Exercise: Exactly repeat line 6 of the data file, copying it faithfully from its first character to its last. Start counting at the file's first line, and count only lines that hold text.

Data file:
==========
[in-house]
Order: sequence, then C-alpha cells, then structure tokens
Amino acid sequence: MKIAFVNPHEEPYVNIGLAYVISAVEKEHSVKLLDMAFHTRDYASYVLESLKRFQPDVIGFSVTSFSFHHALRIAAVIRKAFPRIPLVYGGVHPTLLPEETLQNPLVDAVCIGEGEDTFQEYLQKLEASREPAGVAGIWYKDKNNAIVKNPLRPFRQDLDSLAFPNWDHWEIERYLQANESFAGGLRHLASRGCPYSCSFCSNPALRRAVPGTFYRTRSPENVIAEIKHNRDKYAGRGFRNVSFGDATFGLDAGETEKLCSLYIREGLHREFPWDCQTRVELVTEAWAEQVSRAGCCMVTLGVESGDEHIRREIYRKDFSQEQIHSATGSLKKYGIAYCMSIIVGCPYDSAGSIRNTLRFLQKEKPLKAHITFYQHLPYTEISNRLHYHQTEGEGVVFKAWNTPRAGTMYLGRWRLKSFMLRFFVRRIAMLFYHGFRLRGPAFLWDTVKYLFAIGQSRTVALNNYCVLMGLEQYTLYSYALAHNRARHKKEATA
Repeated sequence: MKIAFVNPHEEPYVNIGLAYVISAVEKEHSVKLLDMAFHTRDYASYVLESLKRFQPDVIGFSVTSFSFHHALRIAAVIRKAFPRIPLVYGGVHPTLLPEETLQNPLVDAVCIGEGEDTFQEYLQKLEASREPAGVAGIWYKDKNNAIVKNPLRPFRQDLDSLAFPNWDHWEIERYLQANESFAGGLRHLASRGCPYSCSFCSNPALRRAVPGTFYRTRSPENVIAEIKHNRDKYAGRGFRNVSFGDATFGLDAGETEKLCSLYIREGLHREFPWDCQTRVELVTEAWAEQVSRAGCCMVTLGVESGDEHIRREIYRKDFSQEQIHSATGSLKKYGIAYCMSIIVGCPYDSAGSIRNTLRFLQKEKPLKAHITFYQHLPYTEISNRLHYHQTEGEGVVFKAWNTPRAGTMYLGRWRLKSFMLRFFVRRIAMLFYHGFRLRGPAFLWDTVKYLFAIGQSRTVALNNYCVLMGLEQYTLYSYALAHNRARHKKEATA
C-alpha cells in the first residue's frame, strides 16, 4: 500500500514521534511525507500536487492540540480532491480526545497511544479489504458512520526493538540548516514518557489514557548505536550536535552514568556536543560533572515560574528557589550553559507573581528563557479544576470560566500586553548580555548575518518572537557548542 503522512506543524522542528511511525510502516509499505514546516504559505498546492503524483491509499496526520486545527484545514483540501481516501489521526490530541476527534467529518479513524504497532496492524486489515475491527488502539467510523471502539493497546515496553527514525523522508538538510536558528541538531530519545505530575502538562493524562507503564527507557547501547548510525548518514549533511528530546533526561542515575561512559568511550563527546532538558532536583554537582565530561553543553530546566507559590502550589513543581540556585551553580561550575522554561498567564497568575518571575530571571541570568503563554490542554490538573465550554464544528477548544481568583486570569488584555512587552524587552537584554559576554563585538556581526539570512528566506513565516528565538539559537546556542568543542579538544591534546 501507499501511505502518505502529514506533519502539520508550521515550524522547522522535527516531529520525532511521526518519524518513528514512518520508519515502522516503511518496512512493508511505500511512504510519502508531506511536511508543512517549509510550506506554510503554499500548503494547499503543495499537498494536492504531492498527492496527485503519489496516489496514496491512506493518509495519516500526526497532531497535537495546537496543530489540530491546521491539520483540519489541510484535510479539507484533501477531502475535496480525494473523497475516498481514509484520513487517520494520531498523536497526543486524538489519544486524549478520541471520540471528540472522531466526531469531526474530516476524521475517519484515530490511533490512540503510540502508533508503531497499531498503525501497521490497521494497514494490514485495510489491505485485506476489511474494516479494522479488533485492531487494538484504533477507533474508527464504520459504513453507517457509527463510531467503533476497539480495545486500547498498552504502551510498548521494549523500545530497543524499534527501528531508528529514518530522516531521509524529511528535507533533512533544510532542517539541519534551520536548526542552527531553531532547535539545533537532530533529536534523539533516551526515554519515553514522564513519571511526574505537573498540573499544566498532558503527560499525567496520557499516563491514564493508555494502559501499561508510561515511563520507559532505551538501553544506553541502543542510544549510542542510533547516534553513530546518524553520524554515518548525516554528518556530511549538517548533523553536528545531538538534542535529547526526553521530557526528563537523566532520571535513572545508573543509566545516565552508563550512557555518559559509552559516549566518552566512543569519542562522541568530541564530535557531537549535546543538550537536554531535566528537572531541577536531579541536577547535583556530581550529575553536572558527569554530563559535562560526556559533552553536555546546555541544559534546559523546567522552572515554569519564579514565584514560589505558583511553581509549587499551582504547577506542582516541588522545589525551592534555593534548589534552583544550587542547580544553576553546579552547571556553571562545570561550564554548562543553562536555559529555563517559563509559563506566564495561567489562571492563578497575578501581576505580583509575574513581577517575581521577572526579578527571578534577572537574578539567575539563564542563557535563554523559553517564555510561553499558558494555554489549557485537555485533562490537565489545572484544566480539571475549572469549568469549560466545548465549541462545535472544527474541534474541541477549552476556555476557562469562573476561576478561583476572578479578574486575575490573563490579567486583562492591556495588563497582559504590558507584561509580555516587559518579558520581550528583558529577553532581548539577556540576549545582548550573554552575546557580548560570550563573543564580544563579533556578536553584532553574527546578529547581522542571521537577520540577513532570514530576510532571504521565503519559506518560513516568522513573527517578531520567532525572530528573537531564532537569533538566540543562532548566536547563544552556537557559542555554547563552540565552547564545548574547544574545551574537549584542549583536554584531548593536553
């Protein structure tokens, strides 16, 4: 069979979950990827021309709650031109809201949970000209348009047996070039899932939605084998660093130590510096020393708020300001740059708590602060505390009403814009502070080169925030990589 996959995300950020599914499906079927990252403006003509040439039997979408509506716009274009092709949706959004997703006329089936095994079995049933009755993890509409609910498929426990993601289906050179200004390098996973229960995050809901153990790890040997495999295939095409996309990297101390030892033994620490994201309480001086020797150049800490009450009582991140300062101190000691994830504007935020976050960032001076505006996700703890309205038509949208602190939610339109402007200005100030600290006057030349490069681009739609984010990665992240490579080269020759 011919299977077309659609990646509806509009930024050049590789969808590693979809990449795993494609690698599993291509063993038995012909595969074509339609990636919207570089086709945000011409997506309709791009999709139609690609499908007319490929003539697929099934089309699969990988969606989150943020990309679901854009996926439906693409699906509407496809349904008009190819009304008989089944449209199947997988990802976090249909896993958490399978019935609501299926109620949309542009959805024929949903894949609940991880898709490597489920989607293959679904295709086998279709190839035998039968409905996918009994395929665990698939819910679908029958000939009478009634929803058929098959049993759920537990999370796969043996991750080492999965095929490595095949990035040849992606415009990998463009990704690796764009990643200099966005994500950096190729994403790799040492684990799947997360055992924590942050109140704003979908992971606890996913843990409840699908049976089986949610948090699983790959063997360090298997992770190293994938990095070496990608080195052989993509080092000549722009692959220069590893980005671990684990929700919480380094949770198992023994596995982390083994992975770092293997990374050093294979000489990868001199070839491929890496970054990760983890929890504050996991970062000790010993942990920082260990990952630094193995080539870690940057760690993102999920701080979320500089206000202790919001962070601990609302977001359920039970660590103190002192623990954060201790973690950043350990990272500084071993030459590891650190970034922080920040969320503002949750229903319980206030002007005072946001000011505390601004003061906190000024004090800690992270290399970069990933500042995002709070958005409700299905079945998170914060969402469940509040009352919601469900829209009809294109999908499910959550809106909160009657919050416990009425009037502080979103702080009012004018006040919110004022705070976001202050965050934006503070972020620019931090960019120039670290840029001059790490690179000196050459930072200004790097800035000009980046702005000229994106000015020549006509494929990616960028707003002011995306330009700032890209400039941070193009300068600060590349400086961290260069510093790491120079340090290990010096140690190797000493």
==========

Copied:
């Protein structure tokens, strides 16, 4: 069979979950990827021309709650031109809201949970000209348009047996070039899932939605084998660093130590510096020393708020300001740059708590602060505390009403814009502070080169925030990589 996959995300950020599914499906079927990252403006003509040439039997979408509506716009274009092709949706959004997703006329089936095994079995049933009755993890509409609910498929426990993601289906050179200004390098996973229960995050809901153990790890040997495999295939095409996309990297101390030892033994620490994201309480001086020797150049800490009450009582991140300062101190000691994830504007935020976050960032001076505006996700703890309205038509949208602190939610339109402007200005100030600290006057030349490069681009739609984010990665992240490579080269020759 011919299977077309659609990646509806509009930024050049590789969808590693979809990449795993494609690698599993291509063993038995012909595969074509339609990636919207570089086709945000011409997506309709791009999709139609690609499908007319490929003539697929099934089309699969990988969606989150943020990309679901854009996926439906693409699906509407496809349904008009190819009304008989089944449209199947997988990802976090249909896993958490399978019935609501299926109620949309542009959805024929949903894949609940991880898709490597489920989607293959679904295709086998279709190839035998039968409905996918009994395929665990698939819910679908029958000939009478009634929803058929098959049993759920537990999370796969043996991750080492999965095929490595095949990035040849992606415009990998463009990704690796764009990643200099966005994500950096190729994403790799040492684990799947997360055992924590942050109140704003979908992971606890996913843990409840699908049976089986949610948090699983790959063997360090298997992770190293994938990095070496990608080195052989993509080092000549722009692959220069590893980005671990684990929700919480380094949770198992023994596995982390083994992975770092293997990374050093294979000489990868001199070839491929890496970054990760983890929890504050996991970062000790010993942990920082260990990952630094193995080539870690940057760690993102999920701080979320500089206000202790919001962070601990609302977001359920039970660590103190002192623990954060201790973690950043350990990272500084071993030459590891650190970034922080920040969320503002949750229903319980206030002007005072946001000011505390601004003061906190000024004090800690992270290399970069990933500042995002709070958005409700299905079945998170914060969402469940509040009352919601469900829209009809294109999908499910959550809106909160009657919050416990009425009037502080979103702080009012004018006040919110004022705070976001202050965050934006503070972020620019931090960019120039670290840029001059790490690179000196050459930072200004790097800035000009980046702005000229994106000015020549006509494929990616960028707003002011995306330009700032890209400039941070193009300068600060590349400086961290260069510093790491120079340090290990010096140690190797000493």